Expertise: infectious animal disease and prevention and response measures. 

“There is a need to show how the proposed further data collection would help in building better policy for the application of antimicrobial in food producing animals. It is not clear how the data would be used for future assessment of the application of the antimicrobial in food producing animals. Lessons gained from the collection of such data by other countries such as Denmark and The Netherland should be considered prior to collection of the data without specific aims. Furthermore, the application of the antimicrobial uses in food animals requires scientific comparison to such application in other sectors such as human therapy, and environmental uses including low level of application in specific products, and other animal species. Such comparisons require data from other uses in addition to food producing animals.

“The fact that the world is flat in terms of trade and movement of people and animals should be considered prior to applying local/national policy or measures. Currently we are limiting our data collection and observations to the USA situation. Our knowledge on the relative contribution of the application of antibiotics in food animals in the USA as part of the global problem is very limited. Animals and their products are moving globally. therefore both the impact of application and/or the implementation of a national policy in the USA should be assessed for its global significance.”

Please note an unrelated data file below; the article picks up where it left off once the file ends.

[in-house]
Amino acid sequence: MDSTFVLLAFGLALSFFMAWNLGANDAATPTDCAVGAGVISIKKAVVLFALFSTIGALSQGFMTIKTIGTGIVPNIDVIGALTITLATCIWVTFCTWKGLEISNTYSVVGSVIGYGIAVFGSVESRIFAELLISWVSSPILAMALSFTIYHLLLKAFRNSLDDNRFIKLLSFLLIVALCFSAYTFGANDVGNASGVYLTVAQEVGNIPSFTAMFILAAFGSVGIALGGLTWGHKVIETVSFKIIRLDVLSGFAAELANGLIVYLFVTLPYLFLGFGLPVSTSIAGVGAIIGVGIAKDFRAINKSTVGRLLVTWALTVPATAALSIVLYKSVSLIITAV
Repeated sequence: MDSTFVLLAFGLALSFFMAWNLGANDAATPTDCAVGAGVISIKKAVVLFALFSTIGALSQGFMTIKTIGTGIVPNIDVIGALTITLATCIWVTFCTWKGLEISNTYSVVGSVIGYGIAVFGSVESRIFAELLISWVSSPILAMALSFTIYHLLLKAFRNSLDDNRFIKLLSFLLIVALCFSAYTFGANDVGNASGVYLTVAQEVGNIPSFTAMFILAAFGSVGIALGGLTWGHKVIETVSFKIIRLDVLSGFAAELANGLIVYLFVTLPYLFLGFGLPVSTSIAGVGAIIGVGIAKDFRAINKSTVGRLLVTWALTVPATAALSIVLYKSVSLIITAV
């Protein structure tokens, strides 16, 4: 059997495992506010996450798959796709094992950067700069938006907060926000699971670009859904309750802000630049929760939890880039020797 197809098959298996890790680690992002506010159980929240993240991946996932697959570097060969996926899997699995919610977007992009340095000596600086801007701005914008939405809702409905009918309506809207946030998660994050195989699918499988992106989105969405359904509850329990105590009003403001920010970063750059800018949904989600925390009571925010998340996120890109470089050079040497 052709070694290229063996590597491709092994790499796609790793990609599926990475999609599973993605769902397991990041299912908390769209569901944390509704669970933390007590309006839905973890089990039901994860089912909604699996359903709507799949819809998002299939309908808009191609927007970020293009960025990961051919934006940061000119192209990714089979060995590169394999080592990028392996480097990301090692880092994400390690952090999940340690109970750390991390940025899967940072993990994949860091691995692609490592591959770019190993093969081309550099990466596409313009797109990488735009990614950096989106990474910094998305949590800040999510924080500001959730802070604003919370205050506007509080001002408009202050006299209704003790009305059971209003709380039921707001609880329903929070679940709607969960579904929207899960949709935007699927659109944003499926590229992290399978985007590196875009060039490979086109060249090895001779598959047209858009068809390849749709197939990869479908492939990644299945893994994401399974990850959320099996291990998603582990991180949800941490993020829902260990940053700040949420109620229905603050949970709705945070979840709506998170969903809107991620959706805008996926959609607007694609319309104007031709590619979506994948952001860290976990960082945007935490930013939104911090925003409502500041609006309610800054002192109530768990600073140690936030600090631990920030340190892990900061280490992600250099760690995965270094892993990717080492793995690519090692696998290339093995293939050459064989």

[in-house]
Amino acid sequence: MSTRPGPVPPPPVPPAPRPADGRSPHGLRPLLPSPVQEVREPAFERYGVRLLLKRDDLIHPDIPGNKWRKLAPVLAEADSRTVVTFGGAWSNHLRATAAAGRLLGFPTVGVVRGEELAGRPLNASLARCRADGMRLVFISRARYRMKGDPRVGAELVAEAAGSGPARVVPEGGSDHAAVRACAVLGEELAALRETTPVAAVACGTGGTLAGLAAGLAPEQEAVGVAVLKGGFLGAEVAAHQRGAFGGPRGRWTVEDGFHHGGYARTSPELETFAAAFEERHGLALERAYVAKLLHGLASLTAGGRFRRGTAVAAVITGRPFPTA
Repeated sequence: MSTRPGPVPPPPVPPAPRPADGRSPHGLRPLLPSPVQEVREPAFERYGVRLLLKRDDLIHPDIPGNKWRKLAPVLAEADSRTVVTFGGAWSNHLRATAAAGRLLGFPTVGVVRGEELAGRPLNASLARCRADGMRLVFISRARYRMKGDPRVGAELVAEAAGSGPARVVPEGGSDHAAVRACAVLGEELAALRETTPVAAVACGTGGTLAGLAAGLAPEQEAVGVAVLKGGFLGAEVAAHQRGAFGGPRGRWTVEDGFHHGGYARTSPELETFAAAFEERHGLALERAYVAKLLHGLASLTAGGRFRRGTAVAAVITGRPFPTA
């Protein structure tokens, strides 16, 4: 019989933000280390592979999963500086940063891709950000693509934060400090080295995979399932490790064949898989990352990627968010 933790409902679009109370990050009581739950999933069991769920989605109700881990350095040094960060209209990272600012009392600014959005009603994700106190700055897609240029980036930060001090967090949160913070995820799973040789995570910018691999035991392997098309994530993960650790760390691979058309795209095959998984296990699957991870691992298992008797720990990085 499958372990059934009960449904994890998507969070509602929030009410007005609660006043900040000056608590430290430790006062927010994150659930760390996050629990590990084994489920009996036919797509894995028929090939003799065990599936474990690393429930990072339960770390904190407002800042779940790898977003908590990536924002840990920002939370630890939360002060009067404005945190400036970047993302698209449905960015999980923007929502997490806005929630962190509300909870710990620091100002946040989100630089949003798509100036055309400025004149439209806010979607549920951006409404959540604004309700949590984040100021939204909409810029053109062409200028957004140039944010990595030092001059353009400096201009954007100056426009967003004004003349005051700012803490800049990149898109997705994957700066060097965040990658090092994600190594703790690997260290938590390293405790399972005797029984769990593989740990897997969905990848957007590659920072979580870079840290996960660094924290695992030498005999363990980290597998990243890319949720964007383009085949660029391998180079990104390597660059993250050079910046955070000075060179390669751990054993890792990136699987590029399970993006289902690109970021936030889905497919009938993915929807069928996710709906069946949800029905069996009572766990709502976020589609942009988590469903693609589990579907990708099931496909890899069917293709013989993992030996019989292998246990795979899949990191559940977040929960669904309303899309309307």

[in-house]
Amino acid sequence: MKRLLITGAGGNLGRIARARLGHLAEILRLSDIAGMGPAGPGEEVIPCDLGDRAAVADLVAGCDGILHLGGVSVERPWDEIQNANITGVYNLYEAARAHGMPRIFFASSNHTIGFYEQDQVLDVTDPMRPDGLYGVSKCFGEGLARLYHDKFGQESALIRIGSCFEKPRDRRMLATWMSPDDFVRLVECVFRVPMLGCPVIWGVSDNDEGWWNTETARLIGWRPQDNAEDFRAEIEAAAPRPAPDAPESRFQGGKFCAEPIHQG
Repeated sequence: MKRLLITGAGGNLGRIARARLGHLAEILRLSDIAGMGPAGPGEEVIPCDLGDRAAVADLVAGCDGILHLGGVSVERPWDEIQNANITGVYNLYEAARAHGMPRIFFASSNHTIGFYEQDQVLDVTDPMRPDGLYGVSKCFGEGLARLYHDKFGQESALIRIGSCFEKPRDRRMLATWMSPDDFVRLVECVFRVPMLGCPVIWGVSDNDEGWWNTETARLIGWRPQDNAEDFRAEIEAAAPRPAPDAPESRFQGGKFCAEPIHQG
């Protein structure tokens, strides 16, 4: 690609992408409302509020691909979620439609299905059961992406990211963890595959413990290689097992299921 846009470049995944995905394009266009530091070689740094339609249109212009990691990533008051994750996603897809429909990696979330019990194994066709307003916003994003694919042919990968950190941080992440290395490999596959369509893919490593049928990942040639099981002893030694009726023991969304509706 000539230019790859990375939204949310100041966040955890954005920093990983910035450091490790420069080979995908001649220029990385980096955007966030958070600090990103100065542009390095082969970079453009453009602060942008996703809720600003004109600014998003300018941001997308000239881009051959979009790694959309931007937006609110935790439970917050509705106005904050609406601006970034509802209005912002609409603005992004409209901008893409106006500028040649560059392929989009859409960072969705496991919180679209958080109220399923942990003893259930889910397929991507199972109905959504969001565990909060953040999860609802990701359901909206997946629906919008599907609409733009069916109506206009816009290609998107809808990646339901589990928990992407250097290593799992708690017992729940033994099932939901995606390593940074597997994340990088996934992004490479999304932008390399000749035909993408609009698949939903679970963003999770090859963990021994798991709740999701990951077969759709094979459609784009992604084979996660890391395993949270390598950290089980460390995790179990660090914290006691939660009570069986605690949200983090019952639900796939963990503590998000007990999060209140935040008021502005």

Dr. Martin Wiedmann, Gellert Family Professor in Food Safety, Cornell University (webpage):

Expertise: understanding the pathogenesis, ecology, evolution, and transmission of bacterial foodborne and zoonotic diseases.

“This is a pretty complex issue with no simple solutions in sight. I think almost anyone will agree that we need to minimize and ultimately eliminate use of antibiotics for growth promotion, but developing a coherent strategy for therapeutic use and understanding the contributions of therapeutic use to antibiotic resistance will be a lot more difficult. Just collecting more data without a clear plan on what to do with the data may in fact not be of much help.”

 

Declared interests (see GENeS register of interests policy):

Dr. Terry Lehenbauer: “Research grant funding currently being provided by these agencies: USDA-NIFA, UC Division of Agriculture and Natural Resources, California Dairy Research Foundation. Volunteer Leadership Activities: AVMA  Council of Biologic and Therapeutic Agents, AABP Antibiotic Stewardship Task Force.

“During previous years, I was supported by American Cyanamid (approximately 1988-1990) for conducting clinical research in dairy cattle for a new animal drug application for bovine somatotropin.  This product was not approved and was not marketed by American Cyanamid.

“In 1994-95, I was principal investigator for Elanco Animal Health for a clinical research project designed to gain FDA approval for use of rumensin in feed (an ionophore antimicrobial compound NOT medically important for use in humans) for lactating dairy cattle.  FDA granted approval for this use of rumensin based on data from my project and 6 other similar projects conducted across the U.S. and Canada during that time period.”

Dr. Guy H. Loneragan:G.H.L. has provided scientific advice to various pharmaceutical companies that market antimicrobial drugs for administration to animals. He has on occasion billed for his service. G.H.L. has also received honoraria and travel support for service on advisory boards and presentations from pharmaceutical companies. 

No further interests declared.

 

Reference

Presidential Advisory Council on Combating Antibiotic-Resistant Bacteria Public Meeting.

FDA/USDA/CDC Collecting On-Farm Antimicrobial Use and Resistance Data Public Meeting.